From the mountains of Iceland to the sea at Galway
Today is the last chance to tke in the superb selection of work at Tulca 2012 in Galway. writes AIDAN DUNNE
For its 10th birthday, Tulca, Galway’s late-season visual-arts festival, enlisted Gregory McCartney as curator. He has a good track record, not least for his involvement in Abridged, the innovative “poetry, art and design” magazine based in Derry.
His Tulca title poses a question: “What became of the people we used to be?” It’s derived, prosaically enough, from the theme song of the 1970s sitcom Whatever Happened to the Likely Lads?
In his introduction to the exhibitions and related events that make up Tulca 2012, McCartney elaborates on his intentions. The choices we make change not only the world around us, he points out, but ourselves as well. He quotes Lewis Carroll’s Alice: “I can’t go back to yesterday – because I was a different person then.” The artists he has invited to take part in Tulca “all articulate or create a particular landscape; subtle little worlds”. If visitors can immerse themselves in “the environments these artists create”, they can perhaps gain something usable, something that will change the world around them a little – and, of course, themselves.
Landscape is a key motif
In the event, Tulca 2012 is terrific, with many fine artists from Ireland and abroad showing very good and for the most part extremely approachable work. The setting, too, is as atmospheric as one could wish for: watery Galway poised at the edge of winter. What of the audience, though? Or, to put it another way, what of the audience beyond the core art audience? This is a general problem for contemporary art in Ireland. The wider public hasn’t bought into contemporary art as it has, to some extent, in London or elsewhere.
This is particularly unfortunate as the potential visitors who might but probably don’t go to Tulca and comparable events would find that they are well equipped to gain from what’s on offer. Fine artists are routinely working in media and forms that are entirely at home in the context of mainstream popular culture. In the work in Tulca, photography, film, television documentary, animation and music video all feature in entirely familiar ways – as do painting and sculpture, incidentally, which is not a given these days.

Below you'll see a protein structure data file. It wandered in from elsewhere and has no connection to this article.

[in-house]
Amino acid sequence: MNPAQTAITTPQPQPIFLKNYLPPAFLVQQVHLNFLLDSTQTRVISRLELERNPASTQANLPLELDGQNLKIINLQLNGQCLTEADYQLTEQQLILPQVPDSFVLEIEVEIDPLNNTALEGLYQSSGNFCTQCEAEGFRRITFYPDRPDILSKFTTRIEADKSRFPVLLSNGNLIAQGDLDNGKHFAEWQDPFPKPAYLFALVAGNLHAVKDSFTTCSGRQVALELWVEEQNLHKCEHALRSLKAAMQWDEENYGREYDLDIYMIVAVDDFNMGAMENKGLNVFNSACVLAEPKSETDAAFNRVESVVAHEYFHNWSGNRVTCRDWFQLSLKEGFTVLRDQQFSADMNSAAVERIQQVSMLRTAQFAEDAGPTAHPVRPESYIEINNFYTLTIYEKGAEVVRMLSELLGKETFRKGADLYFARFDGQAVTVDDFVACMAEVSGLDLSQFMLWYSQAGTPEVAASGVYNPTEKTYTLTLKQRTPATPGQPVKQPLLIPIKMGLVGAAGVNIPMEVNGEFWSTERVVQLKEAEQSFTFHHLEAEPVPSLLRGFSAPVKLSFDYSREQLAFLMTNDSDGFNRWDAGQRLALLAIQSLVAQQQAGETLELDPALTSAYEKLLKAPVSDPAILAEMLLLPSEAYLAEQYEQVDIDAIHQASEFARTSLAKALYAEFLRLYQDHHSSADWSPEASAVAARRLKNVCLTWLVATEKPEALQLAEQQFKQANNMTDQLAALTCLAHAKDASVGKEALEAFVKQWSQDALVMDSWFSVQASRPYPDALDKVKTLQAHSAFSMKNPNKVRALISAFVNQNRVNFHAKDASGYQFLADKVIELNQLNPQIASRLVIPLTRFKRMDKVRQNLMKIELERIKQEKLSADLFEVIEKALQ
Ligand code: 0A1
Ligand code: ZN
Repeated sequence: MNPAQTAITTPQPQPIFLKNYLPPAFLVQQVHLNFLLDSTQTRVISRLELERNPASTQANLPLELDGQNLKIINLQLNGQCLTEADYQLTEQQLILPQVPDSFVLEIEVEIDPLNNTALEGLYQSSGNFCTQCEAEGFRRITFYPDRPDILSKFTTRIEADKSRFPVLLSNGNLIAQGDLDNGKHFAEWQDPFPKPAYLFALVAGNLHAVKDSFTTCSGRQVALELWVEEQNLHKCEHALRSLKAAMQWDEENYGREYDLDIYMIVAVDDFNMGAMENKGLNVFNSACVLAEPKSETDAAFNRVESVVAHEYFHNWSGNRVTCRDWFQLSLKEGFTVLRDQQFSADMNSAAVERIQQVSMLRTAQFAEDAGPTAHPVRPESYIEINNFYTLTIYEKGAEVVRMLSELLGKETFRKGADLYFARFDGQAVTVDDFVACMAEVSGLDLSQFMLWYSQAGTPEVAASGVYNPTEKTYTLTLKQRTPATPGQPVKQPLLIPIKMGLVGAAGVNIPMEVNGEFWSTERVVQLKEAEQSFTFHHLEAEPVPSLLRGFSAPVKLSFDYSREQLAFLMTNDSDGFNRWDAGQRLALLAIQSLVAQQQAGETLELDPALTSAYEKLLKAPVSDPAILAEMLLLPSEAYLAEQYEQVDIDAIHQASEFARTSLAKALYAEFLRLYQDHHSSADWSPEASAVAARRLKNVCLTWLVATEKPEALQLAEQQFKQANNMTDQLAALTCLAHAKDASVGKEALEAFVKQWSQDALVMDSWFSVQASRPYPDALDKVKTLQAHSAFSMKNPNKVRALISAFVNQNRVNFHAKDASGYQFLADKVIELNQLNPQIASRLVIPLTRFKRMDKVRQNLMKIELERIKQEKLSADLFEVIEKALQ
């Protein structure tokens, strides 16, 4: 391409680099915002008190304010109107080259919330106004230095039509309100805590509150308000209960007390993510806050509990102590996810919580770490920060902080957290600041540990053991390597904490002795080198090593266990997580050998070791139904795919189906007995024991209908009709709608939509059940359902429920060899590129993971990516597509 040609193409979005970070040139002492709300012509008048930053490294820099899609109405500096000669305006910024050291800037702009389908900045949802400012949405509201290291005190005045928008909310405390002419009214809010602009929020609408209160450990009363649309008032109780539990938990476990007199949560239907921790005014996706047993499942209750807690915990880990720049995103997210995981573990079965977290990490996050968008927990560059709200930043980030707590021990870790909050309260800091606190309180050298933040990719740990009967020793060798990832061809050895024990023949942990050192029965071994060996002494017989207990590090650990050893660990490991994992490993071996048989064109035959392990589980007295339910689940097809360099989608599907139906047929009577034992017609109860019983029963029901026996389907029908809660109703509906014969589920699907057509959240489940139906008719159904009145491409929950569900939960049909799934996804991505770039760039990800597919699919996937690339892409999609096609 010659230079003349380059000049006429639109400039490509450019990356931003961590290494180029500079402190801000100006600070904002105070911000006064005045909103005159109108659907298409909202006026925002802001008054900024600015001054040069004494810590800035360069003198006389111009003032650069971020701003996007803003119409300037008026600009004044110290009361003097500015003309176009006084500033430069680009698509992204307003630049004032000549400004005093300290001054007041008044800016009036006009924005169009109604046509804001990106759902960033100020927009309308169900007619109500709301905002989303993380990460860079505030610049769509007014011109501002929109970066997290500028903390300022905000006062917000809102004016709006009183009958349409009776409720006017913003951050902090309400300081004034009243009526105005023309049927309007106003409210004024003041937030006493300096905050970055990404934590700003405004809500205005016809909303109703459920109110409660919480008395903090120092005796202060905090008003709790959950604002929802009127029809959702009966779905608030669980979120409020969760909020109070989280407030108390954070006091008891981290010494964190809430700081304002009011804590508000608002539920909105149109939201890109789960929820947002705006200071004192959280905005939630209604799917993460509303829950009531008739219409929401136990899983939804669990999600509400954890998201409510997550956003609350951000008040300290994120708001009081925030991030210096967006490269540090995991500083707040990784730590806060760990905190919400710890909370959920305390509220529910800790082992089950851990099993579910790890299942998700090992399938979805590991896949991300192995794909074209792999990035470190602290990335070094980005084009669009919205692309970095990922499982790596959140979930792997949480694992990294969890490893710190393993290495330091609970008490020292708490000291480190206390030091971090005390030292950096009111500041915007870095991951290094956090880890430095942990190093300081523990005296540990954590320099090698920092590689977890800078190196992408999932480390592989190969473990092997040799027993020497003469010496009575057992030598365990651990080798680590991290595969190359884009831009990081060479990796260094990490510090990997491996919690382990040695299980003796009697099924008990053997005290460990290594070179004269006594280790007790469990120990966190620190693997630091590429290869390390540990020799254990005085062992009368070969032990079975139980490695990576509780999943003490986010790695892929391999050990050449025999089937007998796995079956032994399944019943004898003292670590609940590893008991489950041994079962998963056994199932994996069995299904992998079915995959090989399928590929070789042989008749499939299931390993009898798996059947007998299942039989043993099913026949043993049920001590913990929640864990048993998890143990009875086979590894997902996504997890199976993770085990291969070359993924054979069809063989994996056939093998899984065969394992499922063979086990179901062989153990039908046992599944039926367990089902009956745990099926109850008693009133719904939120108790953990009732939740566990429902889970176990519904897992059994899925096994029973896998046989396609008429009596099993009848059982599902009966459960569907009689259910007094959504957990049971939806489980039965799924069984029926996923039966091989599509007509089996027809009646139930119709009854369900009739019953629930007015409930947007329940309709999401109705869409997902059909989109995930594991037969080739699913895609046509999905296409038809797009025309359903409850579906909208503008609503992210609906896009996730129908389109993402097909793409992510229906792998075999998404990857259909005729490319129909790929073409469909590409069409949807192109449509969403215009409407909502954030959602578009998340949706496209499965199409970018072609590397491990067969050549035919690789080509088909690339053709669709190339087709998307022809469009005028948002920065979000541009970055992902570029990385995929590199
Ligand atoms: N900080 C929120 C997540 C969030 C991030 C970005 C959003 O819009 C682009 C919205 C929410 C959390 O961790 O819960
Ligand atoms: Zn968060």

One keynote work is Elena Näsänen’s The Spell. It’s a sumptuously delivered video. There’s a flicker of movement, but it’s painterly in effect. In a darkened, richly detailed interior, a group of revellers are slumped in the midst of a party that seems to have fizzled out. It can be read as an allegory of Europe’s economic unravelling, or indeed much more.
That unravelling is specifically treated in Duncan Campbell’s film Arbeit (Work), which is styled as a pastiche of a television documentary but, it becomes clear, has a serious intent. It brings us to where we are now by tracing the story of one of the architects of European monetary union, the German economist Hans Tietmeyer. Archive footage and other elements are used in conventional ways, but we gradually realise that something is awry as the narration develops.
Aftermaths of one kind and another recur throughout Tulca. Emily Richardson’s film Over the Horizon explores the desolate landscape and crumbling interior of an abandoned Cold War facility in Suffolk. Louise Manifold’s photograph of a crumbling dwelling in the west of Ireland is scarred by gunshot damage sustained, strangely enough, during its exhibition history. Even stranger, the bullet pierced the image at the point where a shattered window features.